Denmark: Majority Agree Asylum Should Focus on Repatriation, Not Integration

Refugees, mainly from Syria, speak with a Danish policeman after arriving in Rodby, southern Denmark, from Germany on September 7, 2015. Europe's migrant crisis has exposed sharp rifts in the 28-nation European Union, with Germany leading calls to take in many more people fleeing war and upheaval in the Middle …

The majority of Danes have said they back immigration proposals which would shift the focus of asylum policy to repatriating refugees when the conflict ends, rather than their integration into Denmark.

A Voxmeter poll conducted for news service Ritzau found that 54 percent of respondents agree with the “paradigm shift” in migration policy which has long been advocated by the populist Danish People’s Party (DF), the nation’s second largest electoral force.

Only 24 percent of people surveyed disagreed with the proposal, which said asylum in Denmark must be a temporary thing and that policy should focus on refugees’ repatriation, once conflict ends, rather than their integration as a permanent citizen.

The proposal largely has the support of both Denmark’s liberal governing party, Venstre, and the Social Democrats, the nation’s largest party and primary centre-left opposition, with the only difference from DF’s stance being that they believe it is not necessary to block refugees from work or accessing education in order to ensure their repatriation.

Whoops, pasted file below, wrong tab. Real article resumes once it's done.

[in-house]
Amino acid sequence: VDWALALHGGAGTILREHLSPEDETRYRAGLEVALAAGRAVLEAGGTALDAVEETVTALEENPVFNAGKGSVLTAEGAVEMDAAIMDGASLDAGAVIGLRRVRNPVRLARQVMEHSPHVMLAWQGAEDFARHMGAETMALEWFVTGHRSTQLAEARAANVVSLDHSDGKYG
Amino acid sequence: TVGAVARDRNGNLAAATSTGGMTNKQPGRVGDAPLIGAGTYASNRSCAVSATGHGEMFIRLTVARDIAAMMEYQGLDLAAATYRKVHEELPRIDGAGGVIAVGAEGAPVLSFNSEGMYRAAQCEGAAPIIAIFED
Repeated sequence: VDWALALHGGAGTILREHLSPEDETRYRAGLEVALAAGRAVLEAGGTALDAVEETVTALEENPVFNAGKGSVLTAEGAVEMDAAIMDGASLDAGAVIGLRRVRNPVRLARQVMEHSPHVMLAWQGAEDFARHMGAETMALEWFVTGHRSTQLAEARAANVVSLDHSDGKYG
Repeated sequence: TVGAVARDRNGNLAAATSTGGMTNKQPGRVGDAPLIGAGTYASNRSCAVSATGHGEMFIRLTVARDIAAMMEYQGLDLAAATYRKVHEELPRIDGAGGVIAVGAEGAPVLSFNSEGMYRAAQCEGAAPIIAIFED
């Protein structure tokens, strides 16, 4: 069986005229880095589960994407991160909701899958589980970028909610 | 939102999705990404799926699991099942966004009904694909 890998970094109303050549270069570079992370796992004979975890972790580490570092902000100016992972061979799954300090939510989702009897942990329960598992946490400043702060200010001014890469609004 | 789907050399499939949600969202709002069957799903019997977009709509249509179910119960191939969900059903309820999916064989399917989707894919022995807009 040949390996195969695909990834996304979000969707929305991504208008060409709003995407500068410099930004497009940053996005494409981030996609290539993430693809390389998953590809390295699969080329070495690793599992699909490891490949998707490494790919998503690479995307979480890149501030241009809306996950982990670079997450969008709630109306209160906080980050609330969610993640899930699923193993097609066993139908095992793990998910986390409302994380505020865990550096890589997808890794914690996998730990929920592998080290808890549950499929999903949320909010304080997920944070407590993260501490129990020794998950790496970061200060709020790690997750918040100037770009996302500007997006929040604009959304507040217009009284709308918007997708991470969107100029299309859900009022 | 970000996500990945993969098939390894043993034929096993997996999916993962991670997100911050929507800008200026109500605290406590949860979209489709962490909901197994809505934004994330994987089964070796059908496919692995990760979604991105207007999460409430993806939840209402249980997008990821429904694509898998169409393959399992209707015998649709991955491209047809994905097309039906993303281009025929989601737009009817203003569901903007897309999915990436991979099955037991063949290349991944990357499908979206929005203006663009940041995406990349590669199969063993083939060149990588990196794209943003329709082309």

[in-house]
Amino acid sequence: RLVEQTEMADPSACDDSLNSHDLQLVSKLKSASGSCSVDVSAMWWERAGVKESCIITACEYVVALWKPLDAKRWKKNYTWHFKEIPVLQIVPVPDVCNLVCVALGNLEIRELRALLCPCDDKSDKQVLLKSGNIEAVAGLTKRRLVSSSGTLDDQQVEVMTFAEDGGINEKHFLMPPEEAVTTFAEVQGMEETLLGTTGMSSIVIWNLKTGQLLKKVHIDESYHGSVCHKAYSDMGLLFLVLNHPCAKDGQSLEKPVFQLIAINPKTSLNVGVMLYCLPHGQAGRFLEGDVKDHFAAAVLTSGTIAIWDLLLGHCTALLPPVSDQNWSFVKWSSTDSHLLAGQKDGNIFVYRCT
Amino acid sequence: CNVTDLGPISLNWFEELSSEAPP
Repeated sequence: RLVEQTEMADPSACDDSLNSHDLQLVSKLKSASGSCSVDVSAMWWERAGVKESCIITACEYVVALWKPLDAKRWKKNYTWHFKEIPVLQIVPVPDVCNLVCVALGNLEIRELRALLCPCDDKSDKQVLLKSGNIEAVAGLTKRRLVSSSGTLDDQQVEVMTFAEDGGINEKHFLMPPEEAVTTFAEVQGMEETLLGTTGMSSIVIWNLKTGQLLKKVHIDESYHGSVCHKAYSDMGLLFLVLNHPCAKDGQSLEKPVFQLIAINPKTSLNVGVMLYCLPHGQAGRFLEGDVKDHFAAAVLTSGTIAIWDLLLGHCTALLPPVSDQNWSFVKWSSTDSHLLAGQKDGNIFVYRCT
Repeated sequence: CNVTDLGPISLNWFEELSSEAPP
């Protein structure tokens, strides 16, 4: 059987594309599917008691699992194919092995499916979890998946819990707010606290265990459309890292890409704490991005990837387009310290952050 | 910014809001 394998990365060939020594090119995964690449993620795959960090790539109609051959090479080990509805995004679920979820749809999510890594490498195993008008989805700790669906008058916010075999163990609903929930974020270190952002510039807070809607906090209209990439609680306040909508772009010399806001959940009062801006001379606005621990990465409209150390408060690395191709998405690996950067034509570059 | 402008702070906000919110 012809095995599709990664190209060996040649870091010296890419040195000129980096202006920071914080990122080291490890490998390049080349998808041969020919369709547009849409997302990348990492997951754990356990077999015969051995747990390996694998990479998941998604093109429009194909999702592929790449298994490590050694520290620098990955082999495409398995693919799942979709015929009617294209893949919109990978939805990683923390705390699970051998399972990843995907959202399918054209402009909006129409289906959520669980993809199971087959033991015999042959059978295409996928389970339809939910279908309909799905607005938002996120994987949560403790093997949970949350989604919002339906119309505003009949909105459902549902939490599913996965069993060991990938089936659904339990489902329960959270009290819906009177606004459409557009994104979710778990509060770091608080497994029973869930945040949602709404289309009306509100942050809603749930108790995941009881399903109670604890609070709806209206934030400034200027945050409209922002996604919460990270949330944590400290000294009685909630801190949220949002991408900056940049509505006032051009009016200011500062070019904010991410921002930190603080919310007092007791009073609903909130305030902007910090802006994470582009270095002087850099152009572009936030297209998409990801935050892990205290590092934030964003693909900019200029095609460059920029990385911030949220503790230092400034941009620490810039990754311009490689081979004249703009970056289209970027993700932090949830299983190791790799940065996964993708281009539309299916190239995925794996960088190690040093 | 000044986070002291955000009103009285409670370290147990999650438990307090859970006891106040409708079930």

“The idea is that we equip them with skills while they are requiring asylum, and then when their country is safe they can return home and help with the rebuilding effort,” said Venstre immigration spokesman Marcus Knuth.

Only one-tenth of the 100,000 asylum seekers to have arrived in Denmark over the past decade have so far returned home, according to Berlinske. But the newspaper said that Prime Minister Lars Løkke Rasmussen last month promised to draw up new immigration rules this autumn with input from DF.

The survey results were welcomed by DF immigration spokesman Martin Henriksen, who said he was proud of his party’s role in “putting this issue on the political agenda”.

With the nation having taken a significantly tough line on third world migration and problems the phenomena brings than its European neighbours, Denmark’s immigration politics bear little resemblance to those in Sweden, with Danish foreign minister Michael Aastrup Jensen saying “it is like [political parties in the two nations] live in different worlds”.

After elections at the weekend, Jensen criticised the refusal of other Swedish parties to even cooperate with the anti-mass migration Sweden Democrats, commenting that “Sweden is at a place where Denmark was in the 1990s, where you call someone racist if they talk about the problems that really exist.”

By contrast, Breitbart London reported how even the left in Denmark was unveiling its own “ambitious” plans earlier this year on how the country should slash the number of third world migrants.


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